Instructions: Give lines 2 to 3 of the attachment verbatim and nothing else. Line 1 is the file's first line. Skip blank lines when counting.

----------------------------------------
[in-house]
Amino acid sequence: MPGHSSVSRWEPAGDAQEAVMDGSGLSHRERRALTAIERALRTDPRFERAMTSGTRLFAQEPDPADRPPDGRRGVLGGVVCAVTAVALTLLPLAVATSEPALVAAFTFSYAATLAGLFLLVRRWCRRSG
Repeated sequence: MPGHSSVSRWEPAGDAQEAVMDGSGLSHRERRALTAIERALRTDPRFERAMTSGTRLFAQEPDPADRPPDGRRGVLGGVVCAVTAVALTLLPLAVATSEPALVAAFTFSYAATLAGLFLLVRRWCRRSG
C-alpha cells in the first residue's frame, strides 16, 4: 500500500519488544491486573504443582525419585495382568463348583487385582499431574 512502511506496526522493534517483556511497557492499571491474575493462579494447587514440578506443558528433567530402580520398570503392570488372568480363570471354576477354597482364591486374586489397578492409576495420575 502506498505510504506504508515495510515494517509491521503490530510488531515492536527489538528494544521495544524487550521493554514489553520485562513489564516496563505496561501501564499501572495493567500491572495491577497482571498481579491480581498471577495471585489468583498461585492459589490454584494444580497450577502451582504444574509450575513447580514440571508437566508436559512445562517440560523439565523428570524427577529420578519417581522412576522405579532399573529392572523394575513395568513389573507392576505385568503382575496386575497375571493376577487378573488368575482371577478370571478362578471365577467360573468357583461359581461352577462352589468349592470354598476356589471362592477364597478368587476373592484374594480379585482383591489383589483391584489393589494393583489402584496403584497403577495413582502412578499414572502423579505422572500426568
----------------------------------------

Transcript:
Amino acid sequence: MPGHSSVSRWEPAGDAQEAVMDGSGLSHRERRALTAIERALRTDPRFERAMTSGTRLFAQEPDPADRPPDGRRGVLGGVVCAVTAVALTLLPLAVATSEPALVAAFTFSYAATLAGLFLLVRRWCRRSG
Repeated sequence: MPGHSSVSRWEPAGDAQEAVMDGSGLSHRERRALTAIERALRTDPRFERAMTSGTRLFAQEPDPADRPPDGRRGVLGGVVCAVTAVALTLLPLAVATSEPALVAAFTFSYAATLAGLFLLVRRWCRRSG